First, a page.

92.The crime of genocide was already an offence in domestic law by virtue of the Genocide Act 1969 but the jurisdiction provided for in that Act is more limited than is provided for in this Act. The Genocide Act is repealed under Schedule 10. Certain war crimes within the definition of Article 8 (notably, grave breaches of the Geneva Conventions) also constituted existing domestic offences in identical terms. However, as the Geneva Conventions Act 1957 takes wider jurisdiction than this Act (and, by virtue of the Geneva Convention (Amendment) Act 1995, also covers grave breaches of Additional Protocol I of the Geneva Conventions), it remains in force subject to the amendments specified in section 70 (see paragraph 109 below).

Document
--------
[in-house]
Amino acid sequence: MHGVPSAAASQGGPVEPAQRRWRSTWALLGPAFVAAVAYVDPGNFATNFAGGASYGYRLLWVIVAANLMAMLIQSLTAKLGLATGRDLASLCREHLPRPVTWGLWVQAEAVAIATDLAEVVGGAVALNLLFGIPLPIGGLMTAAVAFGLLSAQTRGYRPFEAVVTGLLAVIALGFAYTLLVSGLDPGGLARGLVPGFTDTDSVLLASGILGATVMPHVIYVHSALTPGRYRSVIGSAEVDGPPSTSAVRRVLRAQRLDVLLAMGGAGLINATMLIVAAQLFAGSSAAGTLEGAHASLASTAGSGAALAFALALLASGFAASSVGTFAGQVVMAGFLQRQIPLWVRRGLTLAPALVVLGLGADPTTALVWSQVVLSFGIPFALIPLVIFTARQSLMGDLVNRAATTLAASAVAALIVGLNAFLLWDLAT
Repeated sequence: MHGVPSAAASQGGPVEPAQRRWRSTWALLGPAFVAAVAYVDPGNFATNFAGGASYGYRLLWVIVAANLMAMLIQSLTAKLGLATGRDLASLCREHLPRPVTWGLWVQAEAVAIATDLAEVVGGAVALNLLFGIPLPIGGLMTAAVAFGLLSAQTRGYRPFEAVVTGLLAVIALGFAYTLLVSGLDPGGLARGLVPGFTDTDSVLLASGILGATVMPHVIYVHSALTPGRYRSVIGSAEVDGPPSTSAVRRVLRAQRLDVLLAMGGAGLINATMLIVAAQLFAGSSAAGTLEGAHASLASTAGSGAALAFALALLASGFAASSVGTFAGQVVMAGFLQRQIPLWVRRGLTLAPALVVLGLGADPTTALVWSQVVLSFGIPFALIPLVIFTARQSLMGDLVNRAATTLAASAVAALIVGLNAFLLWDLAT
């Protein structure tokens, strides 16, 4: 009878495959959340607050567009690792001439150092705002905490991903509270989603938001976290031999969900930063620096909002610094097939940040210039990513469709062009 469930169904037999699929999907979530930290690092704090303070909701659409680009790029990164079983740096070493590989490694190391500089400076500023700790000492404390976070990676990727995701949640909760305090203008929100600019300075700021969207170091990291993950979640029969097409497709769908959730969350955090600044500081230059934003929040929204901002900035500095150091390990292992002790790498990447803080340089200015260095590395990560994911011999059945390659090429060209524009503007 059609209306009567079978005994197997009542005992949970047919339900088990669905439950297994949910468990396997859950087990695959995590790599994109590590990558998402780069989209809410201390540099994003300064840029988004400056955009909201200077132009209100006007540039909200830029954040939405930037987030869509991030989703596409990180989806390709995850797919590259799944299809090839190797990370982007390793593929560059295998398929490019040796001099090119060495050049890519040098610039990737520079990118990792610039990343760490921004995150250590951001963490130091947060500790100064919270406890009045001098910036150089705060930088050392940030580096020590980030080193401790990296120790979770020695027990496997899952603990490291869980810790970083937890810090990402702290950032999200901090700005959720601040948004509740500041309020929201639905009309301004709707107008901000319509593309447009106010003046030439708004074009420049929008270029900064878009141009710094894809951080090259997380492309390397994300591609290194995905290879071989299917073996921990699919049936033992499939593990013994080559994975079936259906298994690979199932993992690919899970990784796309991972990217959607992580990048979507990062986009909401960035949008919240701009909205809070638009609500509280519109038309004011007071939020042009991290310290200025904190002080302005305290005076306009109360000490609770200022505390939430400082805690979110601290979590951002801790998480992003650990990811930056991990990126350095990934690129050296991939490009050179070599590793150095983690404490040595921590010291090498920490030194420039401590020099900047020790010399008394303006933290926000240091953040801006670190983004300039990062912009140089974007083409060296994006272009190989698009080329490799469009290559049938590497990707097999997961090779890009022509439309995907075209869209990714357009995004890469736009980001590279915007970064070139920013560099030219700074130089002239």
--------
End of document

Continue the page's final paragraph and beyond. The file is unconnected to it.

Section 52: Conduct ancillary to genocide, etc. committed outside jurisdiction
93.This section criminalises conduct in England and Wales (or that of a UK national, UK resident or person subject to UK Service jurisdiction abroad) that is ancillary to an act which, if committed in England and Wales, would constitute an offence under section 51 or under this section but which being committed (or intended to be committed) outside England and Wales does not constitute such an offence. For example, it is an offence under this section to incite, in England and Wales, the commission of genocide overseas even if the perpetrators have no connection with the UK. It would also be an offence if such incitement took place overseas but was committed by a UK national, UK resident or a person subject to UK Service jurisdiction.
Section 53: Trial and punishment of main offences